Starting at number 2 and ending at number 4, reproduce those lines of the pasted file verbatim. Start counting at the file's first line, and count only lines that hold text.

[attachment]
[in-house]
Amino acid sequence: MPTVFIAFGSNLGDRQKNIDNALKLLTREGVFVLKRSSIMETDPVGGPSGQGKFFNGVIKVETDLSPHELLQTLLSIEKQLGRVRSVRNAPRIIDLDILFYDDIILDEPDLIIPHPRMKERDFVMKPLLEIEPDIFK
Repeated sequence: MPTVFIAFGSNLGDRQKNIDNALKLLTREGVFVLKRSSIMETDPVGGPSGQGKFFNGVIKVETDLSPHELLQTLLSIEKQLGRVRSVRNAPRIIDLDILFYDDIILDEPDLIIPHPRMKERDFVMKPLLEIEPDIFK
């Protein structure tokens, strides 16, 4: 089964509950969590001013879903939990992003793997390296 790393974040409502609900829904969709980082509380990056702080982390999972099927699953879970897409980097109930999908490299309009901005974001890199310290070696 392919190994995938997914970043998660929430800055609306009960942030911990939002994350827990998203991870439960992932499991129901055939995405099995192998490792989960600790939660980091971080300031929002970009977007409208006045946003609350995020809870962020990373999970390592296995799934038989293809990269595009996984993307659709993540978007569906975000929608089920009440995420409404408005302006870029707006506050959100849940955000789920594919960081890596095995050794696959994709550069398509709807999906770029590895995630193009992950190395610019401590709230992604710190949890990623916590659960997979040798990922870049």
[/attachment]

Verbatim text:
Amino acid sequence: MPTVFIAFGSNLGDRQKNIDNALKLLTREGVFVLKRSSIMETDPVGGPSGQGKFFNGVIKVETDLSPHELLQTLLSIEKQLGRVRSVRNAPRIIDLDILFYDDIILDEPDLIIPHPRMKERDFVMKPLLEIEPDIFK
Repeated sequence: MPTVFIAFGSNLGDRQKNIDNALKLLTREGVFVLKRSSIMETDPVGGPSGQGKFFNGVIKVETDLSPHELLQTLLSIEKQLGRVRSVRNAPRIIDLDILFYDDIILDEPDLIIPHPRMKERDFVMKPLLEIEPDIFK
């Protein structure tokens, strides 16, 4: 089964509950969590001013879903939990992003793997390296 790393974040409502609900829904969709980082509380990056702080982390999972099927699953879970897409980097109930999908490299309009901005974001890199310290070696 392919190994995938997914970043998660929430800055609306009960942030911990939002994350827990998203991870439960992932499991129901055939995405099995192998490792989960600790939660980091971080300031929002970009977007409208006045946003609350995020809870962020990373999970390592296995799934038989293809990269595009996984993307659709993540978007569906975000929608089920009440995420409404408005302006870029707006506050959100849940955000789920594919960081890596095995050794696959994709550069398509709807999906770029590895995630193009992950190395610019401590709230992604710190949890990623916590659960997979040798990922870049």